Multi-layer packaging, that is packaging with metal, paper and plastic together (such as chips packets or tetrapacks) are major contributors to the plastic that ends up in dump yards, Pathak said. "Sachets and multi-layer packaging are very difficult to recycle but they have been left out of the ban. Multi-layer packaging was to be phased out under the countrywide Plastic Waste Management Rules 2016, but that too has been diluted," Pathak said.
This step, she said, doesn't seem to have involved consultation with any of the major environmental groups that have been working on these issues for the last 2-3 decades. "Their insights or experiences would have been invaluable but have not been taken into account during the planning of the ban," she added.
"I don't think this decision has grounding in specific scientific research. It seems targeted only against littering, and the fact that plastic is non-biodegradable. Decisions to exempt certain plastics like in the use of medicine packaging are based solely on the need and importance of the product, even though the plastic is just as harmful," Dr Ujwala Shevade, co-founder of Vivant Untamed Earth Foundation, said.
Dealing with the logistics
The challenge of exponential plastic pollution goes beyond just single-use plastic products. A gaping hole in the fight against plastic is the fact that products like ready-to-eat snack packets and shampoo sachets have been left of the ban.
Bibhas Amonkar, wildlife photographer and proprietor of Living Environs says, “My bread vendor uses a plastic sheet to cover his bread when he goes door to door in the monsoon. Now he cannot do that, but how will he protect his goods? Is he going to sell water-soaked bread?
"The ban is adversely affecting small businesses like his, whereas the case is not the same for big companies of the food industry," he added.
Popular e-commerce companies like Amazon and Flipkart have been granted an extension to be able to change their packaging to corrugated (cardboard) boxes, which are about 30 percent more expensive than plastic packaging material, The Economic Times reported.
Internet and Mobile Association of India (IAMAI) president Subho Ray said that companies like Amazon, among others, wrote to the IAMAI this month seeking its help to appeal to the state government for an extension to be able to change their packaging to a recyclable material, the report said. The state government is likely to grant an extension of up to three months to comply with the ban.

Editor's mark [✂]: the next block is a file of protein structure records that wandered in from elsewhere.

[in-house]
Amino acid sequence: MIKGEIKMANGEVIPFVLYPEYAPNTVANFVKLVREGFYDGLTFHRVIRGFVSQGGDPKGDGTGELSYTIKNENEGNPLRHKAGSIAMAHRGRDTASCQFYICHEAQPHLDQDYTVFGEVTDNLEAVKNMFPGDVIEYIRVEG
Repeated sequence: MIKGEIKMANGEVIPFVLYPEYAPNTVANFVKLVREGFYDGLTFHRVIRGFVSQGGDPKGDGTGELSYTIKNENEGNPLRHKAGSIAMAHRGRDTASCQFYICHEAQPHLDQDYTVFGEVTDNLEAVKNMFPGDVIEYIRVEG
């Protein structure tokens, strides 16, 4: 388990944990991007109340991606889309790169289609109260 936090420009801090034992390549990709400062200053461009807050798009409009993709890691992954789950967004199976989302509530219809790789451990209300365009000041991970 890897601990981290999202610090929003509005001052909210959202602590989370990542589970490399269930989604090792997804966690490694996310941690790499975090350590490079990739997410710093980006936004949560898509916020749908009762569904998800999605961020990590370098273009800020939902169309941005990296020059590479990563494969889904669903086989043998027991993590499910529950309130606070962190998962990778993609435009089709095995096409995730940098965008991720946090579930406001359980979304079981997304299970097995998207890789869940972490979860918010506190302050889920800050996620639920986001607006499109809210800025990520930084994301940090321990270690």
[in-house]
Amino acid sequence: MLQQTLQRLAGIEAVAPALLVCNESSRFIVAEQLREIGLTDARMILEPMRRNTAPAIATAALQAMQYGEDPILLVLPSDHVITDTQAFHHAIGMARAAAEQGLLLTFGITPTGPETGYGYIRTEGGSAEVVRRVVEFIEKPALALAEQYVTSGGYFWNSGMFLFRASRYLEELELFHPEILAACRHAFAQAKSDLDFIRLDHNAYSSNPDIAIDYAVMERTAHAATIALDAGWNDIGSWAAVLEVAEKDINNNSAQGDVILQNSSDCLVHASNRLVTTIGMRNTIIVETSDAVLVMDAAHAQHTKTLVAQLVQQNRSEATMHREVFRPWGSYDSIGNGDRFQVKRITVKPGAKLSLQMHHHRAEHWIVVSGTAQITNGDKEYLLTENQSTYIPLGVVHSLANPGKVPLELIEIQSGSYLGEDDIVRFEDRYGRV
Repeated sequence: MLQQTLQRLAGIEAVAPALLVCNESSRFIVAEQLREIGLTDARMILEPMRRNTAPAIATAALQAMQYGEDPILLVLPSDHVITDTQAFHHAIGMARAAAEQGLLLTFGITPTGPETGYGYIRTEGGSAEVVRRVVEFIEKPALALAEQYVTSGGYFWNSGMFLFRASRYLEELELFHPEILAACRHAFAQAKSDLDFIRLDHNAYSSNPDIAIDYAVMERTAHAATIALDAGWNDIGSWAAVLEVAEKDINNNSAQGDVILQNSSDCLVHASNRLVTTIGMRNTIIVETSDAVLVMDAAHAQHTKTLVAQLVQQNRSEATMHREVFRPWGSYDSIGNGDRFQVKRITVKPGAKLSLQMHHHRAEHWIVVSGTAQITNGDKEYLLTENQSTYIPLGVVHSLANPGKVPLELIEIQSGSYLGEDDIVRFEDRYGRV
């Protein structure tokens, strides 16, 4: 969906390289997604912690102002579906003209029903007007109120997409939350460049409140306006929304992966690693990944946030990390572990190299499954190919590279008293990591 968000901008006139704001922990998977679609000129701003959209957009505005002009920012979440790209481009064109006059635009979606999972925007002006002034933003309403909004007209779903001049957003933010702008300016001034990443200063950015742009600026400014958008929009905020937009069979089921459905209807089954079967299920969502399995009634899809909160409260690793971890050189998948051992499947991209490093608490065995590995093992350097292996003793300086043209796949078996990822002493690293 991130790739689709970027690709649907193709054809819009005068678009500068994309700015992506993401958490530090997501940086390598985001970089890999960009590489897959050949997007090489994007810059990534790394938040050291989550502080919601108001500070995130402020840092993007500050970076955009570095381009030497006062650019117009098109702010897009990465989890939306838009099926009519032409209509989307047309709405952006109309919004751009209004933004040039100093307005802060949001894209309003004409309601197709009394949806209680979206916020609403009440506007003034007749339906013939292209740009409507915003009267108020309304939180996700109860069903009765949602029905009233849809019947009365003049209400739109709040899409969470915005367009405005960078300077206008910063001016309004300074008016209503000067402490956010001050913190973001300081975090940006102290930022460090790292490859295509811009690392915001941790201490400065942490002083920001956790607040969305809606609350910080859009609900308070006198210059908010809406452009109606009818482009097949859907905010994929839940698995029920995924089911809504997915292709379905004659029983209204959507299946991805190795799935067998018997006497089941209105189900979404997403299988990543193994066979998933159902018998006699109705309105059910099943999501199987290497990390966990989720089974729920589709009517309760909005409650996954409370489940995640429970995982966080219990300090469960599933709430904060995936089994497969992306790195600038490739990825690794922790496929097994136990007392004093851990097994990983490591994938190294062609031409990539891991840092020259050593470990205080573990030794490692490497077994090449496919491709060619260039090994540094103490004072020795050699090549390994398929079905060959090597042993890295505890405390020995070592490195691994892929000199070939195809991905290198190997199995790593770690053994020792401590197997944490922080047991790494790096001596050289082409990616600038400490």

The 25 June exemption of thermocol decoration from Ramdas Kadam raises concerns about the strength of the ban and its effectiveness to achieve its goals. "There should have been clarity in the process much earlier. There is also the danger of the ban getting diluted by repeated exemptions," Pathak pointed out.
Elsewhere in the country
Most Indian states and union territories now have some form of ban on polythene carry bags, but the implementation is often lax. Plastic — which takes hundreds of years to decompose — continues to be used, and usually gathers in India’s water bodies and landfills, as an IndiaSpend report points out.
Environmentalists fear that the huge economic value of the plastic industry has become a deterrent to the effective imposition of the ban nationwide. One of the biggest obstacles to the implementation of plastic bans on the ground is the lack of political will, according to another news report.
However, the state of Sikkim seems to have got it right. Notwithstanding its geographical size, the state has been able to create awareness by conducting intensive campaigns and not just randomised fining, according to the Deccan Chronicle.
“Bans will be successful only if the people are made to understand why the product has been banned in the first place,” A Sudhakar, Member Secretary, CPCB, said. "Sikkim has done that successfully, and it is high time others follow suit. The ban should begin from manufacturing and if possible, turning such units into manufacturing of cheaper alternatives to plastic," he said.
Lessons from abroad
For decades, China was the world's largest importer of waste, and was importing almost 9 million metric tons of plastic scrap a year.
In July 2017, China announced a ban on 24 types of imported waste, including plastic. The ban came into effect in January 2018, and has been hailed by environmentalists as a big win for global green efforts. China's ban, they said, would not only clean up the country, but also force other countries to better manage their own trash, CNBC reported.
A month before the Maharashtra government announced the ban, Taiwan issued an anti-plastic notice in February 2018. The island county is planning a blanket ban on single-use plastic items like straws, cups and shopping bags by 2030, Phys reported.
Taiwan’s ban will be phased in over time and builds on existing regulations like an expanded recycling programme and extra charges for plastic bags.
“The ban in Maharashtra should have also come in phases, to let people get used to daily life without plastic. The onus is on the citizens too, they need to introspect if their actions are harmful for the environment," Dr Sanjeev Shevade, husband of Vivant Untamed Earth Foundation's Ujwala Shevade, said.
A ban on plastic products, though essential — Indian cities produced more than 15,000 tonnes of plastic waste every day, as per a report by Thomson Reuters Foundation — is only the tip of the iceberg. "Plastic is not the only crime against the environment. Is there accountability for air pollutants and other water pollutants?" Shevade asked.